On February 14, 2024, California State Senator Lola Smallwood-Cuevas introduced Senate Bill 1137 (“SB 1137”), a bill that would make California the first state to specifically recognize the concept of “intersectionality.” Smallwood-Cuevas has stated that SB 1137 “makes it clear that discrimination not only happens based on one protected class, such as race, gender or age, but any combination thereof.”

Specifically, SB 1137 would amend

On September 30, 2023, Governor Newsom signed Senate Bill 553 (“SB 553”) into law.  Among other things, the new legislation added section 6401.9 to the California Labor Code (“Section 6401.9”), which requires that virtually all employers implement a workplace violence prevention plan (“WVPP”) by no later than July 1, 2024.  Now, after months of waiting, the Division of Occupational Safety and Health (“CalOSHA”)

All eyes will be on the United States this November as Americans head to the polls in the upcoming 2024 general election. Likely to go somewhat less noticed among the Presidential, Senate, and House races this year is a California ballot initiative that would repeal (after 20 long years!) the Labor Code Private Attorneys General Act of 2004—better known as PAGA. (We previously reported in

California’s minimum wage is already one of the highest in the nation at $16 per hour (although Sacramento’s efforts pale in comparison to those of cities and towns across the Golden State, which have created a patchwork quilt of over 40 different minimum wage obligations up and down the state). Now, as we have previously reported here, the rate is set to increase by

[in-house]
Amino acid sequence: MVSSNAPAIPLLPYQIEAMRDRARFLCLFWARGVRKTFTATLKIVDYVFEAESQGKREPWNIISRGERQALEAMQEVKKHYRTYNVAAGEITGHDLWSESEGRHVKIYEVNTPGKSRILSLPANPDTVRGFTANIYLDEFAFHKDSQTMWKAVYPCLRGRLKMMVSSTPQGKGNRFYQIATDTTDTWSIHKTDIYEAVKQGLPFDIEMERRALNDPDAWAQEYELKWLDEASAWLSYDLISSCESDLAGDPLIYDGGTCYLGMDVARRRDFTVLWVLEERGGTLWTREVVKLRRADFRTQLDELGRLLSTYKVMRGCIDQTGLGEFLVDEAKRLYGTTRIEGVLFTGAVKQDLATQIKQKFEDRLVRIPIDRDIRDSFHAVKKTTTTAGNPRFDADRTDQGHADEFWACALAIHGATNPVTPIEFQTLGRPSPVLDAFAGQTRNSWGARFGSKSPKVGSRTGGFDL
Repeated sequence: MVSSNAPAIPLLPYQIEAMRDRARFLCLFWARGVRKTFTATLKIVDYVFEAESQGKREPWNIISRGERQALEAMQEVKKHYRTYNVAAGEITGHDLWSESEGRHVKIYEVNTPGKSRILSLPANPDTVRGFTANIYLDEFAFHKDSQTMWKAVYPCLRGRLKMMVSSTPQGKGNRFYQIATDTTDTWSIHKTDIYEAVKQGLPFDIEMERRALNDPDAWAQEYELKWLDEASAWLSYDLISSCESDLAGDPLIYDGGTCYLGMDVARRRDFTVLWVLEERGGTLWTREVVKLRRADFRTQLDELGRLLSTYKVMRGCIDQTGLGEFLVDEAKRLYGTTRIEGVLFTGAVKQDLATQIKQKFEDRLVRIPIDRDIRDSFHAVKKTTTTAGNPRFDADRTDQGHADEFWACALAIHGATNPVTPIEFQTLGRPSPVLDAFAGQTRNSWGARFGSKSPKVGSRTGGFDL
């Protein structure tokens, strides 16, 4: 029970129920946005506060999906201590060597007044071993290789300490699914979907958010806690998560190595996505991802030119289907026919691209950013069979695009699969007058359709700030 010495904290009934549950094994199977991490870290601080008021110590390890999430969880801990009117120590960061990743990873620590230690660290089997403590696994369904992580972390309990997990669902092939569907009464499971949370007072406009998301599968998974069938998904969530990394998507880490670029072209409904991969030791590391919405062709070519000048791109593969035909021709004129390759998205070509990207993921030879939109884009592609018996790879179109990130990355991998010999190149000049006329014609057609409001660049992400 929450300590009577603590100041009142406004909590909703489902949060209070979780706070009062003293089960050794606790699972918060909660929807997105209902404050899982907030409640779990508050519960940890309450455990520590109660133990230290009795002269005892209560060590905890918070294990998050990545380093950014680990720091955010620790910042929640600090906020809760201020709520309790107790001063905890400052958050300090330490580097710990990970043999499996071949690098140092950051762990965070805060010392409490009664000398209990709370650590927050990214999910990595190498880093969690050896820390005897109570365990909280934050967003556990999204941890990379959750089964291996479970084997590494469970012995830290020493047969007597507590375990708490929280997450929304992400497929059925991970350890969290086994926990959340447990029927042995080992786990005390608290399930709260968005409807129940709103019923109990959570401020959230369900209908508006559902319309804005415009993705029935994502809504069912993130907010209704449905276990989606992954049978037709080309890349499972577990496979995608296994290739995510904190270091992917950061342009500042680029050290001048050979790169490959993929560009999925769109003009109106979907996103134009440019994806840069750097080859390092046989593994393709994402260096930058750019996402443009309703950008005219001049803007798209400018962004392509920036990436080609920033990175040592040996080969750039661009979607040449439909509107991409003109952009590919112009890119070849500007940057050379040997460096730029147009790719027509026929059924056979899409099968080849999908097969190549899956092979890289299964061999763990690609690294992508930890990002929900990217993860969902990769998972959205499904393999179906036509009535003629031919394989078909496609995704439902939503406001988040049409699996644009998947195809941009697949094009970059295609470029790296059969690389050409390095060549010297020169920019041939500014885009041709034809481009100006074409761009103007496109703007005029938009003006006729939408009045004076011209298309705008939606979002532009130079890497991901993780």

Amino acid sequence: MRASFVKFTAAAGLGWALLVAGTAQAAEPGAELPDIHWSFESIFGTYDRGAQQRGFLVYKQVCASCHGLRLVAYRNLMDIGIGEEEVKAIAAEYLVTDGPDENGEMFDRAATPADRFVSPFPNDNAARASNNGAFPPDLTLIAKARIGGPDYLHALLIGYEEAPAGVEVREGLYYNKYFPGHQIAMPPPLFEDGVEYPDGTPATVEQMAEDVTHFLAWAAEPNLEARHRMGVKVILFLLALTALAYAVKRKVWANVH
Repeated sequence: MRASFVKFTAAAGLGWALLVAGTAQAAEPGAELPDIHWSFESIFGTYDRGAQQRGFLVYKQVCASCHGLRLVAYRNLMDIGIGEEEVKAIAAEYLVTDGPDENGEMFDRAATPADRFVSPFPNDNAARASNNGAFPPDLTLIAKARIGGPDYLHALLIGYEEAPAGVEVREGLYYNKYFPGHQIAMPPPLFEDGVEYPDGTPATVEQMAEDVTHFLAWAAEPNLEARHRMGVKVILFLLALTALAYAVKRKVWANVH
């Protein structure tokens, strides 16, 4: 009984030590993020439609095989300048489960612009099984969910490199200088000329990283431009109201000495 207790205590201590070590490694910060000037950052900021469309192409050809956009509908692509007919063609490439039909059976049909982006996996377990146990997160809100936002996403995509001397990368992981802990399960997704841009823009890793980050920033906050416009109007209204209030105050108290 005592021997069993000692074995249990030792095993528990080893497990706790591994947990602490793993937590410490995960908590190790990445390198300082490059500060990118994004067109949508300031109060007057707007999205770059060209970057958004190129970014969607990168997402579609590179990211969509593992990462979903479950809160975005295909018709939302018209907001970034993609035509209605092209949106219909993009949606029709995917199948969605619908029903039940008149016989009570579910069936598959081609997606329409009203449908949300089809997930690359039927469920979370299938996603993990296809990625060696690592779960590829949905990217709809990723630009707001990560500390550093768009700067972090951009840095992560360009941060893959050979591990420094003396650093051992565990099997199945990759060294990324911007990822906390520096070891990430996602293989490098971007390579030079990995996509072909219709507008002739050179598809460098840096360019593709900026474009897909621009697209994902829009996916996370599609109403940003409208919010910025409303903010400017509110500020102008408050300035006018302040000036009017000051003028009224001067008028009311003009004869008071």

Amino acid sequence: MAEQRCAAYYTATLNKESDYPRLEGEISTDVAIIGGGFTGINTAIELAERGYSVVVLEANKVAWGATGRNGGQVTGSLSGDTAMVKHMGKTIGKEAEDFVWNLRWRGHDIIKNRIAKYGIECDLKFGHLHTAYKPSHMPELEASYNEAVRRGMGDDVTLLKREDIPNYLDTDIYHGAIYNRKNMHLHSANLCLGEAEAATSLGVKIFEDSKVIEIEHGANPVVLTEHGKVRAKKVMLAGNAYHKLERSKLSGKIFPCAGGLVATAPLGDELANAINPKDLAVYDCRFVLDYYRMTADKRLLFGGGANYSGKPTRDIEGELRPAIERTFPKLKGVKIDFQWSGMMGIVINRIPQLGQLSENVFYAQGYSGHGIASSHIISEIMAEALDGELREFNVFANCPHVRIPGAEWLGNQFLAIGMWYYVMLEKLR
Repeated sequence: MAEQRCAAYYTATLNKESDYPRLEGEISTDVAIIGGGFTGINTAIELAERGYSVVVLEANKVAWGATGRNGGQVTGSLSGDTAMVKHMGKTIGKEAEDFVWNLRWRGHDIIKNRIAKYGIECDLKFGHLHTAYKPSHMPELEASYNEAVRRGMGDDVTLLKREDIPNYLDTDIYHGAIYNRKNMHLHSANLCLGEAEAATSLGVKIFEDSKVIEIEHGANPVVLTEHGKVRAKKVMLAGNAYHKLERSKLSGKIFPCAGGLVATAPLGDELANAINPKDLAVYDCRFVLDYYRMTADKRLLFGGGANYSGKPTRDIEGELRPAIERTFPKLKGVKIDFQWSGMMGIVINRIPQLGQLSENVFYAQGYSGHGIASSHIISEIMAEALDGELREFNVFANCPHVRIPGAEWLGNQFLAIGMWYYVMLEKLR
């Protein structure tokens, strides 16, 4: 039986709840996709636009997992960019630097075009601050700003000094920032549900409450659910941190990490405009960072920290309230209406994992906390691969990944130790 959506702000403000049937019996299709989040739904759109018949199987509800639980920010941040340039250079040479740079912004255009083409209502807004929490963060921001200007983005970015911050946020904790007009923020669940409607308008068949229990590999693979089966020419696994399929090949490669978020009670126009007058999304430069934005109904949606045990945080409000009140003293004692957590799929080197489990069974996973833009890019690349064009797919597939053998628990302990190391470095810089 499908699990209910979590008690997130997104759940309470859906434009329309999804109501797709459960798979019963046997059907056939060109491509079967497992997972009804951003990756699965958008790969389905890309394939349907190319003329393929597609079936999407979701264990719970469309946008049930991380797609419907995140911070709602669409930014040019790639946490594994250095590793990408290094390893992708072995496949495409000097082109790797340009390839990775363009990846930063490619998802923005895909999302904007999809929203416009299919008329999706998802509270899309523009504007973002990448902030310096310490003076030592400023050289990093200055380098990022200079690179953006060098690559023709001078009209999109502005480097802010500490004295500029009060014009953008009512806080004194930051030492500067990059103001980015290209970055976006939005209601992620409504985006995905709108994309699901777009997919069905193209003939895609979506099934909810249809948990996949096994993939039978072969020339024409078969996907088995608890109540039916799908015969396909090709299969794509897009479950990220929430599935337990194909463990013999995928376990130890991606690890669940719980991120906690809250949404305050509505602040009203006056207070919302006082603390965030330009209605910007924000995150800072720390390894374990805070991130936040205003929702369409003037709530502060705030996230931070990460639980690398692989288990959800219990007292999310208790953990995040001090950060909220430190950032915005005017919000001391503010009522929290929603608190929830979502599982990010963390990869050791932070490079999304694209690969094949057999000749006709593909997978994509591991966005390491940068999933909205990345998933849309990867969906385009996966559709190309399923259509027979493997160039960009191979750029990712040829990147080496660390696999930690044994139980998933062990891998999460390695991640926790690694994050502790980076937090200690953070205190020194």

As we previously reported, California recently enacted AB 1076, which reinforces the state’s broad statutory ban on noncompete agreements.  The law took effect on January 1, 2024, and expressly codifies Edwards v. Arthur Andersen LLP, 44 Cal. 4th 937 (2008), a California Supreme Court opinion barring any noncompete, no matter how narrowly tailored it may be.  The new law also affirms

We invite you to review our newly-posted January 2024 California Employment Law Notes, a comprehensive review of the latest and most significant developments in California employment law. The highlights include:

The California Supreme Court has issued its much-anticipated decision in Estrada v. Royalty Carpet Mills, Inc., determining whether Private Attorneys General Act (PAGA) claims can be dismissed as unmanageable.  The Court affirmed a lower court’s decision, holding that “trial courts lack inherent authority to strike PAGA claims on manageability grounds”—that is, trial courts may not “dismiss [them] with prejudice.”  Slip op. at 1-2.  In

A newly enacted, under-the-radar statute in California could undermine efforts by employers to challenge the expert opinion testimony regarding alleged emotional distress offered by employees at trial. 

In many if not most employment trials, the employee’s lawyer offers the expert testimony of a psychiatrist/psychologist (paid for by the plaintiff) who tells the jury about the existence and extent of the emotional distress the employee allegedly

As we wrote previously, last summer’s blockbuster decision in Adolph v. Uber Technologies, Inc., 14 Cal. 5th 1104 (2023) contained a notable silver lining.  In ruling that a Private Attorneys General Act (“PAGA”) plaintiff’s “non-individual” claims survive in court even after the “individual” claims are compelled to arbitration, the California Supreme Court strongly suggested that the non-individual claims should be stayed until the

The Los Angeles Superior Court has bestowed some remarkable gifts upon plaintiffs this holiday season. Two juries have issued gigantic verdicts in favor of individual plaintiffs in separate employment lawsuits within the past month.

On November 16, 2023, in Sosa v. Comerica Bank, a jury delivered a verdict of $14.17 million consisting of $1.17 million in lost earnings (past and future) and $13 million in emotional